For now, the move is painted as fringe by the idiotic mainstream, who are unwitting pawns for the financial services industry – U.S. Federal Reserve – U.S. Treasury trio of economic under-miners. But contrary to global public perception, this has been a recurring theme in the United States economy, pretty much from day 1. The Daily Astorian, a newspaper of the day in Astoria, Oregon, on May 9th, 1876 published a story the following of which is an excerpt: The people of this country are tolerably familiar with depreciated money.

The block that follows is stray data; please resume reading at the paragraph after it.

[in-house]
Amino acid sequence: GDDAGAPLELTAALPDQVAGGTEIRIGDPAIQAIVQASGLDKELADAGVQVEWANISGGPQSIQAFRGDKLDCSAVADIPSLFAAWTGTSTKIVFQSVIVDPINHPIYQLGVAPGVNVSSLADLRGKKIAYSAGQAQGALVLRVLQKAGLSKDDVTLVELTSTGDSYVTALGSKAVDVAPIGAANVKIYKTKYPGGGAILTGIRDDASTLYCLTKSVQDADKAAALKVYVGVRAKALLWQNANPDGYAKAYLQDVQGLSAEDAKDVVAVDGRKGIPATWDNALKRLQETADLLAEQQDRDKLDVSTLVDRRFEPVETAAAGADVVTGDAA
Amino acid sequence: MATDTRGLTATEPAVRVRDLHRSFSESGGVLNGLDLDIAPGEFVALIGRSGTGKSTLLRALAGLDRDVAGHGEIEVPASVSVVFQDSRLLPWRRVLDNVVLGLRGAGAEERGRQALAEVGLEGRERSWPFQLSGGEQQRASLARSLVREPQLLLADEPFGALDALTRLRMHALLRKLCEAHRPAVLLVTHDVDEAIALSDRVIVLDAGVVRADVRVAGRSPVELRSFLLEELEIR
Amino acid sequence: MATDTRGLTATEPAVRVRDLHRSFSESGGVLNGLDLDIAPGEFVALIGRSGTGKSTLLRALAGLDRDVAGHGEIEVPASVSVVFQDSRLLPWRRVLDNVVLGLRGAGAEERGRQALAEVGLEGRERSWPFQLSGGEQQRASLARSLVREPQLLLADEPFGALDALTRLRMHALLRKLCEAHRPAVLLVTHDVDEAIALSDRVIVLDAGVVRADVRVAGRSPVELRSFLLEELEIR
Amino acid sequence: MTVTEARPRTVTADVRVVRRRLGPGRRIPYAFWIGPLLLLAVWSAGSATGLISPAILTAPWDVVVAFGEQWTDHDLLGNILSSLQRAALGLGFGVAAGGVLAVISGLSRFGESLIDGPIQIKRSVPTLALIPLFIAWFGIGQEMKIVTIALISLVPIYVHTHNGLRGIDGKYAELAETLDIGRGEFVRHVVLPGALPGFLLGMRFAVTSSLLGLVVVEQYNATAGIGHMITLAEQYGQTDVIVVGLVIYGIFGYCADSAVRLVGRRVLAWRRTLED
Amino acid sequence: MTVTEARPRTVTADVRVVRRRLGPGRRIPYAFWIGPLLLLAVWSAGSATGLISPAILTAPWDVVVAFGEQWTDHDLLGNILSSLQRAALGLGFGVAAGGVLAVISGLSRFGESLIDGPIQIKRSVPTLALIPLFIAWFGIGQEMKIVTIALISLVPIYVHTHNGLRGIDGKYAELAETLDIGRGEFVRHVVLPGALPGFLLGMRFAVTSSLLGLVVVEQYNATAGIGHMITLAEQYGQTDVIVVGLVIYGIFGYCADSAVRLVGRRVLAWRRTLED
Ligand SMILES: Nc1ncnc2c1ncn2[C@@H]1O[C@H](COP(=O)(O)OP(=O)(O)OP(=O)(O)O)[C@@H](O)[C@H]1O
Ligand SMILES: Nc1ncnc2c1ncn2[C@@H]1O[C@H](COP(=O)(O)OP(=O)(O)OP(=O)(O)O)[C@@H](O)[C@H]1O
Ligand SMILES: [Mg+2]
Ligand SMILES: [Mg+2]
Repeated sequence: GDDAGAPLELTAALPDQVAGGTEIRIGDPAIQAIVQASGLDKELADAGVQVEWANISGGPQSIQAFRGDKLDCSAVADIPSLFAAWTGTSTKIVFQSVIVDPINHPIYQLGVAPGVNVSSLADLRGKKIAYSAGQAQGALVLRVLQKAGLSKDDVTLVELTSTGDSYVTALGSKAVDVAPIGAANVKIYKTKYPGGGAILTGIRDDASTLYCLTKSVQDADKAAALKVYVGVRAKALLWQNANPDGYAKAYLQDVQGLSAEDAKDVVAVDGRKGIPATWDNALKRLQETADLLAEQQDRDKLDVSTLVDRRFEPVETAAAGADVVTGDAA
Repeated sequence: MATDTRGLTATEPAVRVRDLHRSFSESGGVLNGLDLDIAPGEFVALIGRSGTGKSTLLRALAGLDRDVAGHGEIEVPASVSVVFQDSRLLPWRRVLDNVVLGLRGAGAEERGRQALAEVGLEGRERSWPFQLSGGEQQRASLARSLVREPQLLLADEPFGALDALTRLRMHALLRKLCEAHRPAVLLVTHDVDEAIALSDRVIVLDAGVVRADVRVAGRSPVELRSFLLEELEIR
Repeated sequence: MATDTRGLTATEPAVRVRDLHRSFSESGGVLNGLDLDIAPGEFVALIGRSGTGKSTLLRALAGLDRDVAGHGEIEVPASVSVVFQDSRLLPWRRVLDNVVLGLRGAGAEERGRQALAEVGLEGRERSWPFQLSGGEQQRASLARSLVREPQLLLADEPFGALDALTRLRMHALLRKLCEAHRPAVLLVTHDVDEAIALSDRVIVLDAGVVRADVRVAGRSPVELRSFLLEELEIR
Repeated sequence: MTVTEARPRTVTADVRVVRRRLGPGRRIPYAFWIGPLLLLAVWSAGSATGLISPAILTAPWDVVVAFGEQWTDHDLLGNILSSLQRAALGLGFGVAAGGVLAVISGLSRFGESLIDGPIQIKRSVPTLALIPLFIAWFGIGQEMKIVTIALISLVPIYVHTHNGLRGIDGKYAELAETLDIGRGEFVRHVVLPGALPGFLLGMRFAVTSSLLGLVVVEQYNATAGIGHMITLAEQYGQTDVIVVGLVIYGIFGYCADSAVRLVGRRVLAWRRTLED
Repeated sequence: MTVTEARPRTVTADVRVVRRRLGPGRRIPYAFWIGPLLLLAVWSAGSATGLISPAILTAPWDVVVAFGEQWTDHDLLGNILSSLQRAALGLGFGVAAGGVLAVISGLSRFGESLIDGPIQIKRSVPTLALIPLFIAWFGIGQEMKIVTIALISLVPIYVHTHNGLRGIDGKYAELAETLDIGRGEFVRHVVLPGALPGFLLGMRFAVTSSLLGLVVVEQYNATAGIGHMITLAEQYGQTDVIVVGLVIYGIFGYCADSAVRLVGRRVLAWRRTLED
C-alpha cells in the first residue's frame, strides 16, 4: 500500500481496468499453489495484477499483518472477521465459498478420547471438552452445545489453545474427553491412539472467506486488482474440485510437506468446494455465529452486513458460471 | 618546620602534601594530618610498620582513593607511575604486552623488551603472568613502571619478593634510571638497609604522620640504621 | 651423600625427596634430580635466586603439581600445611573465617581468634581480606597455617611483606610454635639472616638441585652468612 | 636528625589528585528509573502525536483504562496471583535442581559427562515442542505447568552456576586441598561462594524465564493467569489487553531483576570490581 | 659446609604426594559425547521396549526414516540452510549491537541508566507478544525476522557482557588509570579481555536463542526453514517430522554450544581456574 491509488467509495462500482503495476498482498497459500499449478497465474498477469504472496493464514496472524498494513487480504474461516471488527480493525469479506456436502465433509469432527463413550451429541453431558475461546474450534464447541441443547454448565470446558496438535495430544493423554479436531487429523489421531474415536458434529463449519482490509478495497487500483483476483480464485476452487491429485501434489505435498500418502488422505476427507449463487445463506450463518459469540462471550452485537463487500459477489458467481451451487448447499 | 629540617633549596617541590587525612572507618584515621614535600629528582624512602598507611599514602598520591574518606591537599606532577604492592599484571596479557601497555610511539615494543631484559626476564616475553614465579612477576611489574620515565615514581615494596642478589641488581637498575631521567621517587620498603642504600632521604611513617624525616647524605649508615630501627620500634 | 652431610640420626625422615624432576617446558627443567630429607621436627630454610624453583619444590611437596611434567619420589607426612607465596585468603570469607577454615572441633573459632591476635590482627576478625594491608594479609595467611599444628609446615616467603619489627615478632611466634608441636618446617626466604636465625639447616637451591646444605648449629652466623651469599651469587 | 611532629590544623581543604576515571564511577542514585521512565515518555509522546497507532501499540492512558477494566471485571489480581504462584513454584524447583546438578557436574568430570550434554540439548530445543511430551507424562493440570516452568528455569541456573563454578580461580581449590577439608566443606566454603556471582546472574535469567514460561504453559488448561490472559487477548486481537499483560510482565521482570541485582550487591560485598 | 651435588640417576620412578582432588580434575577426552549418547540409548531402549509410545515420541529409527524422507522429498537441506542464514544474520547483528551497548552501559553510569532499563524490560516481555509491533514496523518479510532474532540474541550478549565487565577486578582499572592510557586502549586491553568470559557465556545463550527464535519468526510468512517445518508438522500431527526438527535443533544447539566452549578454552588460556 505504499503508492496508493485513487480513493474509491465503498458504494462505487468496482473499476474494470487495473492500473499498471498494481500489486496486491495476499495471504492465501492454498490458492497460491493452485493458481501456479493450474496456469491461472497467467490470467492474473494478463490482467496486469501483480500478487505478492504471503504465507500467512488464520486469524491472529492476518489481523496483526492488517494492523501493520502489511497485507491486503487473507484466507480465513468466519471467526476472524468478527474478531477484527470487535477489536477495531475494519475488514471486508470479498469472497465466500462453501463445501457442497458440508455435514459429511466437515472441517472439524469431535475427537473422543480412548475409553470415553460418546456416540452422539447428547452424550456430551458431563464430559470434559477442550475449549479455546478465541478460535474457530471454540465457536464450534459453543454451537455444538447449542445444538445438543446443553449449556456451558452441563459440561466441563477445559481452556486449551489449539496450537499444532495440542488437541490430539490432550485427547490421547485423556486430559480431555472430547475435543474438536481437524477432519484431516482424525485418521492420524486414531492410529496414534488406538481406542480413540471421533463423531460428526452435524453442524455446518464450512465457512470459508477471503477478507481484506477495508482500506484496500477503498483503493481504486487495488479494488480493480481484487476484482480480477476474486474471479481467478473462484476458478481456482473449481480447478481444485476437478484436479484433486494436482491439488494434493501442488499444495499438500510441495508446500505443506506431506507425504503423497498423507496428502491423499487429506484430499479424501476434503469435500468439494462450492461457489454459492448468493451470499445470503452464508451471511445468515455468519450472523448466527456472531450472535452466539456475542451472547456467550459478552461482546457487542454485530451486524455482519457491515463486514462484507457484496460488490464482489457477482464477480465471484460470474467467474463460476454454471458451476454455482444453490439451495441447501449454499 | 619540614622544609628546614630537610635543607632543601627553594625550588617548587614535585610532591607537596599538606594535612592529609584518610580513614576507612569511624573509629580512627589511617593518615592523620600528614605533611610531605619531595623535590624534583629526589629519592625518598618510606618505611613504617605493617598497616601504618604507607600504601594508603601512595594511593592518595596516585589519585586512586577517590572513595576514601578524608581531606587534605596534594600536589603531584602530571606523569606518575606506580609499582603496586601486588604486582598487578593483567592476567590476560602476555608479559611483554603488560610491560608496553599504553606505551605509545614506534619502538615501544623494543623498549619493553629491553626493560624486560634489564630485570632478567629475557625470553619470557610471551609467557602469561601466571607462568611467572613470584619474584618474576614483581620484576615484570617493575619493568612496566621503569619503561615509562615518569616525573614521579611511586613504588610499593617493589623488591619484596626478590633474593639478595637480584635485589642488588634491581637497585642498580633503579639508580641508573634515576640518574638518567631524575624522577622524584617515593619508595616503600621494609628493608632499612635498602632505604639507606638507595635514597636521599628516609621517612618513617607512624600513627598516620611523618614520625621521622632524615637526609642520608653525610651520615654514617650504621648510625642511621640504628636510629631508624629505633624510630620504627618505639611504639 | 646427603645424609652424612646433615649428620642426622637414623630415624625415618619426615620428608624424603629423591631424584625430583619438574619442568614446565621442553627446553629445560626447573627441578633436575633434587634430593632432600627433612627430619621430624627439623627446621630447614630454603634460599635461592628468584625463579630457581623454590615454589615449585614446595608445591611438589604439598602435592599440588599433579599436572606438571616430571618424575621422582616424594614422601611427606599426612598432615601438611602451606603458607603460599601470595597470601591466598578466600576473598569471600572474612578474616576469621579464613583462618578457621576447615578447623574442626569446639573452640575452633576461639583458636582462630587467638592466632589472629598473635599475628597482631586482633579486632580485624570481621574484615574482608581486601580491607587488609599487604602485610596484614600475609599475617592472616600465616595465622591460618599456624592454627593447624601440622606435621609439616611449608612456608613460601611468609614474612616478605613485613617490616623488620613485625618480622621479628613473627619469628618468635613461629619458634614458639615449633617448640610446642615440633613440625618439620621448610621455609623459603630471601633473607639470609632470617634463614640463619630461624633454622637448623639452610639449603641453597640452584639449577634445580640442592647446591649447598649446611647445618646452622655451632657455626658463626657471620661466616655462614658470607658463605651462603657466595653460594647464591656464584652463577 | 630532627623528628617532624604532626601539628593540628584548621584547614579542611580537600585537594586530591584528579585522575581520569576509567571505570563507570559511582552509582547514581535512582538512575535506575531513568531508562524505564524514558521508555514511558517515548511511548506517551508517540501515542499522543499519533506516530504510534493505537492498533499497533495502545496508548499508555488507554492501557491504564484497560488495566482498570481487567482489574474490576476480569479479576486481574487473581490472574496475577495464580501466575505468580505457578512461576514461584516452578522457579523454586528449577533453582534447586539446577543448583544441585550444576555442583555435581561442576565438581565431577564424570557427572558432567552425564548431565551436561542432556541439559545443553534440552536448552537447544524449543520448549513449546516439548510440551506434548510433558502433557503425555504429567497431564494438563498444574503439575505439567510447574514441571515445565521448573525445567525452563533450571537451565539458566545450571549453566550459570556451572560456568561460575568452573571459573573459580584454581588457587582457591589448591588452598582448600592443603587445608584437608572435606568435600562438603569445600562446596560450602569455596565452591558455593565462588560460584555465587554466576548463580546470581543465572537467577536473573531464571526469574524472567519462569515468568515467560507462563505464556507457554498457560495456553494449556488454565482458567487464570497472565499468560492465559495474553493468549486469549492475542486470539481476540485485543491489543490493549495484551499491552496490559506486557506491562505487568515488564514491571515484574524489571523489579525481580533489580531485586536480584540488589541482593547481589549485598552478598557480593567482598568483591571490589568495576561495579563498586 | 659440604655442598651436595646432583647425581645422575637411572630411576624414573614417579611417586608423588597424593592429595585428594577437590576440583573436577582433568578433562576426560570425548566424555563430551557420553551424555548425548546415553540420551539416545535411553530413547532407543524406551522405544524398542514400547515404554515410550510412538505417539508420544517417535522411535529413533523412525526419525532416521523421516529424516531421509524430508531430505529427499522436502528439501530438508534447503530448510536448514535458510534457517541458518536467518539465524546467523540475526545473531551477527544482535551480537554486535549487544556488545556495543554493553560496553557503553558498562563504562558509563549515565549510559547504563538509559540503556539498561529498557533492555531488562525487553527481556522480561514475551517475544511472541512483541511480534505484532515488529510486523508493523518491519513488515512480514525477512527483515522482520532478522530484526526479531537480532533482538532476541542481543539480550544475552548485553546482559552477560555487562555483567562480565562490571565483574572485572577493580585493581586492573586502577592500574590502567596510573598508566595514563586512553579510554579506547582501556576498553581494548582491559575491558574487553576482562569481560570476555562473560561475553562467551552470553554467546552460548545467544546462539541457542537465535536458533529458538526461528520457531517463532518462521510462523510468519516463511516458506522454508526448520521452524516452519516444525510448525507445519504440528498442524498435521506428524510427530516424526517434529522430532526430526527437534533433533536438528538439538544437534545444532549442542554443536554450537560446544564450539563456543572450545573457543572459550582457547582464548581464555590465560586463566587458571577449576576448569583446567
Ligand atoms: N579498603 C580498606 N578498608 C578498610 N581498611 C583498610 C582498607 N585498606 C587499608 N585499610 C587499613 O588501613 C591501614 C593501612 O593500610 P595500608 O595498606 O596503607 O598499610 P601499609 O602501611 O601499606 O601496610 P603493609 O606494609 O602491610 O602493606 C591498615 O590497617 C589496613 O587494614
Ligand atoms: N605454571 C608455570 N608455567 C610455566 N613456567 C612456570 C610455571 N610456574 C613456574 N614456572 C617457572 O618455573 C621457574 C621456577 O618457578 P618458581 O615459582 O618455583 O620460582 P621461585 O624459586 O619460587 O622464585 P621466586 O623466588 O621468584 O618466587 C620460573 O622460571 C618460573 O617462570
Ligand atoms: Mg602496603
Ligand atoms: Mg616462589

The great mass of them have had nothing else for the last fourteen years. We are accustomed to depreciated Greenbacks, National Bank Notes, Nickels and Silver, and there are those living who can recall the time when Gold was worth less than Silver. The biggest perpetrators of what we, the people, must soon designate as criminals, else suffer the continuing consequences of no jobs and no future, are the United States Federal Reserve, the United States Treasury, The Commodities and Futures Trading Commission, and the Securities Exchange Commission. “Oh but wait,” say some. “The United States Federal Reserve is not a government body….its private.” And? The Federal Reserve is nothing more and nothing less than the off-balance sheet entity of the U.S. Treasury that permits the illegal fabrication of dollars out of thin air without prosecution.